Don’t you just love when people make up words? I do. Obviously.
Just today read this piece about the new First-to-File that the AIA ushered in. I like this point the best:
At a time when we should be doing everything to help our future business leaders, we are ensuring that small startups and entrepreneurs will have to choose between designing great products and filing patents, just to win that “race to the Patent Office”.
It dovetails nicely with the piece that Andy Gibbs wrote on how IP Strategists should best advise their clients under the new rules. He touched on a similar point, which would make the second time I’ve quoted this part of his post. Can I do that, are there rules against multiples of the same quote in different blog entries? Either way:
However, the elephant in the room is the client’s implicit desire not for a “patent”, but for a mechanism to deliver superior market position, protect competitive market share, and to create increased shareholder value. They believe the “patent” is their ticket.
The thing of it is, while patent trolls clearly hinder innovation, a patent itself does not equal innovation. It does not equal creativity. It does not equal profits (just ask the Fuzzibuns lady). The post continues and boy is this fun:
I guess I have to accept that Congress in its infinite wisdom knows what it’s doing to help our economy recover, just like when it decided that the Sequester was the answer to our Federal budget woes. You multi-millionaires who sit in seats of power must truly understand what this nation needs.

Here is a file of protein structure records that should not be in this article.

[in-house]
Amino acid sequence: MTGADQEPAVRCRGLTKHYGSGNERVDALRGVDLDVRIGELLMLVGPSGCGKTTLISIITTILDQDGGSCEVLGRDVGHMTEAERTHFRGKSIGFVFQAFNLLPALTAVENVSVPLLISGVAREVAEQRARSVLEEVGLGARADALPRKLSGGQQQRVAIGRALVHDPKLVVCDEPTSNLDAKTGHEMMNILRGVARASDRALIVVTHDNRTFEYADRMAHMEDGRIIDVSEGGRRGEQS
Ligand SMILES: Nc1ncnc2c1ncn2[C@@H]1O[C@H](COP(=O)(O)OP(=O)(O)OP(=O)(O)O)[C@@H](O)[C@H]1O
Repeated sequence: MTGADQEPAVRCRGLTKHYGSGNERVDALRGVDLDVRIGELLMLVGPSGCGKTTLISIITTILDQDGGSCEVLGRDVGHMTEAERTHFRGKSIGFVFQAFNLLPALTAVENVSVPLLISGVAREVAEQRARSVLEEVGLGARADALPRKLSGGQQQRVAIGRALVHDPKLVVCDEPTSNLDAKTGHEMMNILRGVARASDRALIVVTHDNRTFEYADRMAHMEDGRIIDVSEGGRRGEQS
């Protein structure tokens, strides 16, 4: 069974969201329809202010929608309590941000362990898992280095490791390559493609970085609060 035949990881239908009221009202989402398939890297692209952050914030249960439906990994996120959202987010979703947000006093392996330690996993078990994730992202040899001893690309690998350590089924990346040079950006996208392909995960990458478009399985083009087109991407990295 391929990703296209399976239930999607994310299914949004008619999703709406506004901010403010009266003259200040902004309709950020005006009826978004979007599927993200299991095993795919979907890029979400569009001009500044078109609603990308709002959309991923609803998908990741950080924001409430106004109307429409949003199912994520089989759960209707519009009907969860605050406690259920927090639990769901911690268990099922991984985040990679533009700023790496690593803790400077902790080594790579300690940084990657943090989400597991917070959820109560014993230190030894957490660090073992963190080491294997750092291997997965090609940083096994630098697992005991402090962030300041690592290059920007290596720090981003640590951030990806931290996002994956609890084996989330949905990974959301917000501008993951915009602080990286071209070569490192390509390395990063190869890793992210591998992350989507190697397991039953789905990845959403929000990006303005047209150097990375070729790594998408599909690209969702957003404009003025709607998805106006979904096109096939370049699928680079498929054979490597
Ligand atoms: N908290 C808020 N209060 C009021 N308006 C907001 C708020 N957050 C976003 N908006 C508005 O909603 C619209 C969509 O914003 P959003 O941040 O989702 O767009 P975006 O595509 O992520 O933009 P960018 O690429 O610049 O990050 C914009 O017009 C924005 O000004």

Maybe you are hoping to siphon off all of those extra filing fees to shore up social security. Certainly all of the extra money spent on patent attorneys will help our sagging legal industry.
Yeowch! Strike two.
But alas, I know this is not true. I must face reality and live with your stupid, dumb-#@! attempts to fix a patent system that isn’t broken because solving the real issues that we face as a nation is just too #$@! difficult for you.
Aaaaand you’re out!
I think there are clearly issues with the patent system so saying it isn’t broken…well, I respectfully disagree. (I can hear you scoffing…I can too be respectful!) But it doesn’t matter because the salient point Kelli Proia is making is that “Do you have the patent on that?” is the new “Is that Spanx or Yummie Tummie?” It’s the first question anyone asks when
they see you on Oscar night something new comes along, rather than “Do you have a product that people want and need?” or “Do you have a Wharton MBA, or access to someone who does who can help you with the business end of your…business?”
Those are the kinds of questions we should be asking, but because of the patent wars the the trolls have exacerbated, patents are all the rage. Even the Avon Guy is at risk by refusing to play the game.
So how do you fix it?
Shut down the trolls.